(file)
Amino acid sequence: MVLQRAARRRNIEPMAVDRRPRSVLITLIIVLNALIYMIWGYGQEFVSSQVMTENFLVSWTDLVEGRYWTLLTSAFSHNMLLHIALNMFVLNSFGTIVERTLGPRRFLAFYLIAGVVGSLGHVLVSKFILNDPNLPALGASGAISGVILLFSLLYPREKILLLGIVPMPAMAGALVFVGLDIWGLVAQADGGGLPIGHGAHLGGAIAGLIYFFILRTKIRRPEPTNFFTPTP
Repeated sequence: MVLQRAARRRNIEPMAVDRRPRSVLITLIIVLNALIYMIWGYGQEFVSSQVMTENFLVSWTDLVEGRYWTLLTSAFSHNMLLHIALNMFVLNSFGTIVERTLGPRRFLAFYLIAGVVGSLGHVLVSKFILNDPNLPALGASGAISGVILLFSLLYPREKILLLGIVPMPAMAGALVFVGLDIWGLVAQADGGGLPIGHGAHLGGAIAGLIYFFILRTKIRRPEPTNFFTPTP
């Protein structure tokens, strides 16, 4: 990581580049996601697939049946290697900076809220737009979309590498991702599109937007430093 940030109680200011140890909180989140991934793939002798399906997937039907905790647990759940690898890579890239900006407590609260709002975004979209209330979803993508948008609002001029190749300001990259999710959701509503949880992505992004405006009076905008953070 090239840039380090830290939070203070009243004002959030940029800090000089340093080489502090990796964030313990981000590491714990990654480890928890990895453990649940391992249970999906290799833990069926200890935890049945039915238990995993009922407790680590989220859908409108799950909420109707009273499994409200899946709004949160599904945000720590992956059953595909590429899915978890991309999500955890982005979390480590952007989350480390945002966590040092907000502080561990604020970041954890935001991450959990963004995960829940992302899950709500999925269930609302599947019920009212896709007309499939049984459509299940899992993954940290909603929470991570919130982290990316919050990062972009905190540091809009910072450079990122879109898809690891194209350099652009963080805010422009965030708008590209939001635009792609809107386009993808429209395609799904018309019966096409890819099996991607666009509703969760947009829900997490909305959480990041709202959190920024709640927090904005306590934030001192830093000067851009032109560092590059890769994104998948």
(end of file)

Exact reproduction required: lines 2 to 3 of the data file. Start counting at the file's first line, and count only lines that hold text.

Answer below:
Repeated sequence: MVLQRAARRRNIEPMAVDRRPRSVLITLIIVLNALIYMIWGYGQEFVSSQVMTENFLVSWTDLVEGRYWTLLTSAFSHNMLLHIALNMFVLNSFGTIVERTLGPRRFLAFYLIAGVVGSLGHVLVSKFILNDPNLPALGASGAISGVILLFSLLYPREKILLLGIVPMPAMAGALVFVGLDIWGLVAQADGGGLPIGHGAHLGGAIAGLIYFFILRTKIRRPEPTNFFTPTP
């Protein structure tokens, strides 16, 4: 990581580049996601697939049946290697900076809220737009979309590498991702599109937007430093 940030109680200011140890909180989140991934793939002798399906997937039907905790647990759940690898890579890239900006407590609260709002975004979209209330979803993508948008609002001029190749300001990259999710959701509503949880992505992004405006009076905008953070 090239840039380090830290939070203070009243004002959030940029800090000089340093080489502090990796964030313990981000590491714990990654480890928890990895453990649940391992249970999906290799833990069926200890935890049945039915238990995993009922407790680590989220859908409108799950909420109707009273499994409200899946709004949160599904945000720590992956059953595909590429899915978890991309999500955890982005979390480590952007989350480390945002966590040092907000502080561990604020970041954890935001991450959990963004995960829940992302899950709500999925269930609302599947019920009212896709007309499939049984459509299940899992993954940290909603929470991570919130982290990316919050990062972009905190540091809009910072450079990122879109898809690891194209350099652009963080805010422009965030708008590209939001635009792609809107386009993808429209395609799904018309019966096409890819099996991607666009509703969760947009829900997490909305959480990041709202959190920024709640927090904005306590934030001192830093000067851009032109560092590059890769994104998948």